• Fly less – start by making one leg of your journey by train or ferry, or go full on and make the journey the destination
    • The website the Man in Seat 61 makes it simple to plan and book trips to destinations all over the world whilst reducing your carbon footprint.
    • To fly long-haul less, stay longer but visit less often, combine it with working remotely and choose truly sustainable hosts
  5. Ensure your money is used wisely
    • Lots of banks help finance the fossil fuel industry, including Barclays, HSBC, First Direct, M&S Money, NatWest, RBS, Coutts, Lloyds, Halifax, Bank of Scotland, Santander, Cater Allen, Tesco or Citigroup. Switch your account to a bank that is committed to green investments – for example Triodos or the Co-operative Bank (although the Co-operative Bank provides free banking, it has not scored well with Which? for practical reasons.)
    • Pension funds also often provide financial services to companies that are harmful to the environment. If you are paying into a pension fund, why not look for an ethical pension. For example, Nest is a not-for-profit pension company with carbon divestment policies that provides workplace pensions. Royal London is a high-scoring mutual providing personal pensions and Abundance Investments provides SIPPs.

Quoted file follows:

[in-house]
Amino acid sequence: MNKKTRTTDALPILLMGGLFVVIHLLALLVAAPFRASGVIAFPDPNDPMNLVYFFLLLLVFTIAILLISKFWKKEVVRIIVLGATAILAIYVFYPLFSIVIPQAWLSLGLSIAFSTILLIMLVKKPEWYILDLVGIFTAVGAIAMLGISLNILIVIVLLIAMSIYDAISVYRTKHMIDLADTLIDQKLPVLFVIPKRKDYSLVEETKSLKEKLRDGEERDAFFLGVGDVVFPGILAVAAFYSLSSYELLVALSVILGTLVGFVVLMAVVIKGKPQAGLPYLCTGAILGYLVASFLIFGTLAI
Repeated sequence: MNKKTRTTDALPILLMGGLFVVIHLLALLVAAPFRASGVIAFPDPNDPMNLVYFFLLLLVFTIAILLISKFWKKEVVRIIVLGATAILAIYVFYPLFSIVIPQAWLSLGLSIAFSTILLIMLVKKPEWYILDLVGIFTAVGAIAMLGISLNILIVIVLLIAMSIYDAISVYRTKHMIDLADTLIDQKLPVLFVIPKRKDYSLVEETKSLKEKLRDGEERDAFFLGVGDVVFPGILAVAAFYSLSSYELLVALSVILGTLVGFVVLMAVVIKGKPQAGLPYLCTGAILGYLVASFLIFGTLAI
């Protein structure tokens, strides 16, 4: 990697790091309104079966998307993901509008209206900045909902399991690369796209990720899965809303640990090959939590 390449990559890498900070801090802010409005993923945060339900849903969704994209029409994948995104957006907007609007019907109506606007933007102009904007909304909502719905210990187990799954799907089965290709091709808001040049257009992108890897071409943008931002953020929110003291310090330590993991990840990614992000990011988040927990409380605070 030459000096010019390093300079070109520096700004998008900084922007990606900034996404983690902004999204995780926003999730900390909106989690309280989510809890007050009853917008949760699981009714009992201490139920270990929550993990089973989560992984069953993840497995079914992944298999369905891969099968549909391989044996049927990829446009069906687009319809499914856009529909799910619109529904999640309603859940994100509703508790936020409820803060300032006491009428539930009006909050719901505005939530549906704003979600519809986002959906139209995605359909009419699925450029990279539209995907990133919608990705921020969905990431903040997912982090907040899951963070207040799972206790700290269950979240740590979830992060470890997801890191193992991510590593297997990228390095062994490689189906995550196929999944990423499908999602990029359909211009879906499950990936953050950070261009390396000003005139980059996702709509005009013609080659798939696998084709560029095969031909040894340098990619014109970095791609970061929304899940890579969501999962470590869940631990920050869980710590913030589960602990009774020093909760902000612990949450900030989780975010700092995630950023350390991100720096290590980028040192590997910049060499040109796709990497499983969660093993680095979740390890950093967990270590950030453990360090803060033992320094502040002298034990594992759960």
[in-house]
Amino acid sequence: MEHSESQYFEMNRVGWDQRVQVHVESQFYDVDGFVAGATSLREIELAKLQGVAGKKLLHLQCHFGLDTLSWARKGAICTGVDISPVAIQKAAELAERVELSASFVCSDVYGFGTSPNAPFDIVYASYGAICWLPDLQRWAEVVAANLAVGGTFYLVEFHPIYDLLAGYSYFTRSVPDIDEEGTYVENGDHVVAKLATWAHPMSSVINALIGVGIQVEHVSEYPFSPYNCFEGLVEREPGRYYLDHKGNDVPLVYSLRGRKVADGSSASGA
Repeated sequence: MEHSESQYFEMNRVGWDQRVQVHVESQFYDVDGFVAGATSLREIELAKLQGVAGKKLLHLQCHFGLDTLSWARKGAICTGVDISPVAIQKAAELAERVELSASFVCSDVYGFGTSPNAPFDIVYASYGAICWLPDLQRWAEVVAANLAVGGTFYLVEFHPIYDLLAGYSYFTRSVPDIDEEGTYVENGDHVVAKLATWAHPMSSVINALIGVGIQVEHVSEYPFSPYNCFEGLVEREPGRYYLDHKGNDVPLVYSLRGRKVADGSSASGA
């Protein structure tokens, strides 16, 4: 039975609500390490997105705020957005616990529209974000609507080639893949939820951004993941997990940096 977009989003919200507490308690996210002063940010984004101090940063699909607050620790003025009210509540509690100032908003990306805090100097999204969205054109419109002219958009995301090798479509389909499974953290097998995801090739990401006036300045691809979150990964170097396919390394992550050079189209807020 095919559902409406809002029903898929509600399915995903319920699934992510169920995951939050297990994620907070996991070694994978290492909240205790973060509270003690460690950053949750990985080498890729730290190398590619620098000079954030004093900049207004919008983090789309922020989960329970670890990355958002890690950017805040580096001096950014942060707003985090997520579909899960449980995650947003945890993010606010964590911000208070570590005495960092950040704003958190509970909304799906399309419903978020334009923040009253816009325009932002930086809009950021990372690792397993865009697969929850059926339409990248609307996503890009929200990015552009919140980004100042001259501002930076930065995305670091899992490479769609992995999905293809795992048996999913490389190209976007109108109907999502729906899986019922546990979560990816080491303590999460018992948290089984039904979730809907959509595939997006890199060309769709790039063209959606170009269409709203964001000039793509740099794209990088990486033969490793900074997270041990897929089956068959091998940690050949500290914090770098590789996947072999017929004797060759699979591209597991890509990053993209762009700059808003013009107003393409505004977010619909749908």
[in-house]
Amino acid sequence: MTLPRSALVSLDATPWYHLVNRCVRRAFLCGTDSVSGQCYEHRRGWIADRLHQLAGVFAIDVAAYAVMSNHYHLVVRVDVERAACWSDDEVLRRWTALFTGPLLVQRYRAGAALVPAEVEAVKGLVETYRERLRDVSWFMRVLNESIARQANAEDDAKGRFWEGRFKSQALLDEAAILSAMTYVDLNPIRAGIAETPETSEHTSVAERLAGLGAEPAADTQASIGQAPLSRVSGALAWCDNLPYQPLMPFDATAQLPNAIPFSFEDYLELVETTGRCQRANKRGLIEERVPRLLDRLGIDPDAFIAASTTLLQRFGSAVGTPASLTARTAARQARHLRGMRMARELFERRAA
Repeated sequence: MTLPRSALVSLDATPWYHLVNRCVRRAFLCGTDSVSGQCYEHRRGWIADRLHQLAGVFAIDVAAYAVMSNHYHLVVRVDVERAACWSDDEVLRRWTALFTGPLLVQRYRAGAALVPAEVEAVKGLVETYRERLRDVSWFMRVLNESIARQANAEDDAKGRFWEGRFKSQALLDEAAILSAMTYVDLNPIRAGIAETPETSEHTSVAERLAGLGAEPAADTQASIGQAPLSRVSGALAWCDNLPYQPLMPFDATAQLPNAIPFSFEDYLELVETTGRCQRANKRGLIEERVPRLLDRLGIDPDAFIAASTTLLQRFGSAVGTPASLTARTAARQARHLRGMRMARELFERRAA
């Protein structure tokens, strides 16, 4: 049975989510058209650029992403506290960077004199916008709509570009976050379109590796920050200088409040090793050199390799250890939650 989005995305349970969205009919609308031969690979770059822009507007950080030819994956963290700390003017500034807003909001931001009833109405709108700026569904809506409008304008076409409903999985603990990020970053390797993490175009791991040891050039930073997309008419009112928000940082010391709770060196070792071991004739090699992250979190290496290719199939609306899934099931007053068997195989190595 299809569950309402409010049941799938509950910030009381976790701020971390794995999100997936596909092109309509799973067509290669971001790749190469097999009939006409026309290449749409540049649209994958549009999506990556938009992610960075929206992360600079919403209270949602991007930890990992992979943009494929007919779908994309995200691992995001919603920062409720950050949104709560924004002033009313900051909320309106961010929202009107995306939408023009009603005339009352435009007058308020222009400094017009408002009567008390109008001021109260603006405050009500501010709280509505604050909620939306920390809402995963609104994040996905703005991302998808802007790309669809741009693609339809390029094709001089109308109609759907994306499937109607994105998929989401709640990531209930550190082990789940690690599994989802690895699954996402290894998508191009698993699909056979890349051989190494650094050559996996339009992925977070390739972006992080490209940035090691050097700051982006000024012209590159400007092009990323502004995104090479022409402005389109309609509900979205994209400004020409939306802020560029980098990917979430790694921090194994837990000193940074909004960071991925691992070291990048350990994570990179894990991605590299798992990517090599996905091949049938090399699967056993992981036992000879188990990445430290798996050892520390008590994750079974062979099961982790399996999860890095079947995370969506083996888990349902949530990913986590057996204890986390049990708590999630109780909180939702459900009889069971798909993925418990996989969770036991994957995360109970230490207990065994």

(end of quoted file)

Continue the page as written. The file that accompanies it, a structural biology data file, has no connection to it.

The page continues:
6. Re-use, recycle, repair, buy used
    • Help create a circular economy where items people no longer want are reused – why? See the Story of Stuff on YouTube
    • You can find what you need or post things you no longer want on Freecycle, Freegle, Nextdoor and the Tufnell Park Parents Support Group web site.
    • For mending see the Tufnell Park Parents magazine recommendations pages, or learn to do it yourself, e.g. with WikiHow videos.
  7. Be aware of what you wear
  8. Make your voice heard
    • Email or write to your local MP, councillor or other elected official – website www.writetothem.com makes it simple by letting you search by postcode then providing links to the right people.
    • ESG (Environment, Society and Governance) is a legal requirement for listed companies. Find out who your company’s lead for ESG is and ask them how you can get involved.